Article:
Burger
Journalpaper

Effect of welding speed on friction stir welds of GL E36 shipbuilding steel

Abstract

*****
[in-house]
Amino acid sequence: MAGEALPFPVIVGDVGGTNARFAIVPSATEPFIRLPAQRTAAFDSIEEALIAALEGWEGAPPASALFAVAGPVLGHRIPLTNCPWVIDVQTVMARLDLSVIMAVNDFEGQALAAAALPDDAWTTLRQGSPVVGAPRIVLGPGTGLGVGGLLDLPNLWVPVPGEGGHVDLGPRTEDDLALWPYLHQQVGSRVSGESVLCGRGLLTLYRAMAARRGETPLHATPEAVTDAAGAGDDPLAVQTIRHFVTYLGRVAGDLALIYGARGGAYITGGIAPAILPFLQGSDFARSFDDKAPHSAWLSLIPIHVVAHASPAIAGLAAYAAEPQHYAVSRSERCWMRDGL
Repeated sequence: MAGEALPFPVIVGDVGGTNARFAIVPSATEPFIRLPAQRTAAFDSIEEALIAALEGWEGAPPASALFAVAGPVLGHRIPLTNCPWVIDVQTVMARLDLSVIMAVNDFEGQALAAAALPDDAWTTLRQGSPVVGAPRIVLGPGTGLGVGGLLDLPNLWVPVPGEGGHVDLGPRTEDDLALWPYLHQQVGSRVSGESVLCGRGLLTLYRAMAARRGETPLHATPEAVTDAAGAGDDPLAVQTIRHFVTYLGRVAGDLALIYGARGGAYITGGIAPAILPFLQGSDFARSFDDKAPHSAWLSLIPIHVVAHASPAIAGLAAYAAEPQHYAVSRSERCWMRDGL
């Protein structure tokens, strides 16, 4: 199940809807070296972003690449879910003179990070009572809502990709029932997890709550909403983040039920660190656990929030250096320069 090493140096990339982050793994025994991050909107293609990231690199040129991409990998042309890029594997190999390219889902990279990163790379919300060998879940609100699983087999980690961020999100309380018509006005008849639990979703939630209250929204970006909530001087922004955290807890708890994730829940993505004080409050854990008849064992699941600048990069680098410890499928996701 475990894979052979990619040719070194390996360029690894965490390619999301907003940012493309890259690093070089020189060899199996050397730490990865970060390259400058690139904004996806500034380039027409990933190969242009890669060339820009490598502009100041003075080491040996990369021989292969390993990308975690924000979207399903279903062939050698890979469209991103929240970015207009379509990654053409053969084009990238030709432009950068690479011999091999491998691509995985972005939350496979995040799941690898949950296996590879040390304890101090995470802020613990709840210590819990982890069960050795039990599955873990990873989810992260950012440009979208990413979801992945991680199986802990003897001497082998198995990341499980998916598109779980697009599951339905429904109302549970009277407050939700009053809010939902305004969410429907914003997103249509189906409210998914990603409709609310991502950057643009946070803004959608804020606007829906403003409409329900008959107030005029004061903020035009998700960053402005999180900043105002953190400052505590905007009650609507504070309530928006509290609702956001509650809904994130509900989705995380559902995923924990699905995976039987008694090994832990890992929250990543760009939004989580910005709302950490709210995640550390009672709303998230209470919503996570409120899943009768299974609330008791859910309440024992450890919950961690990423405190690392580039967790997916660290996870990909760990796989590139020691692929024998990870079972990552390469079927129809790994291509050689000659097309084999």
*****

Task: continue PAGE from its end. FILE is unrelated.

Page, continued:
The aim of this study was to characterize mechanical and microstructural characteristics of friction-stir-welded GL E36 shipbuilding steel. The tool rotational speed was kept constant at 500 rpm and different welding speeds were used (1, 2 and 3 mm/s) to achieve different heat inputs. Thermal cycles were monitored by thermocouples placed near the weld face. The welded joints showed a very good esthetics and homogeneous surface quality that indicate a stability of the considered process parameters. The welded joints properties were analyzed by metallography and mechanical tests such as microhardness, tensile and bending. Macrostructural observations were done at the beginning, middle and ending of the welded length. In addition, radiographic inspection was carried out. The pcBN tool exhibited good wear behavior even after welding around 8.5 m where no apparent loss in dimensions and geometrical features of the probe and shoulder were found. The macrographs displayed different microstructural features and material flow pattern among the heat inputs achieved. A large microstructure gradient was observed, especially within the stirred zone. All the tensile samples broke at the base material showing that the joints achieved higher strength. Microhardness peaks of about 400 HV were also encountered in all the joints. Finally, for welding speeds of 2–3 mm/s the thermocouples presented the most uniform thermal profiles.
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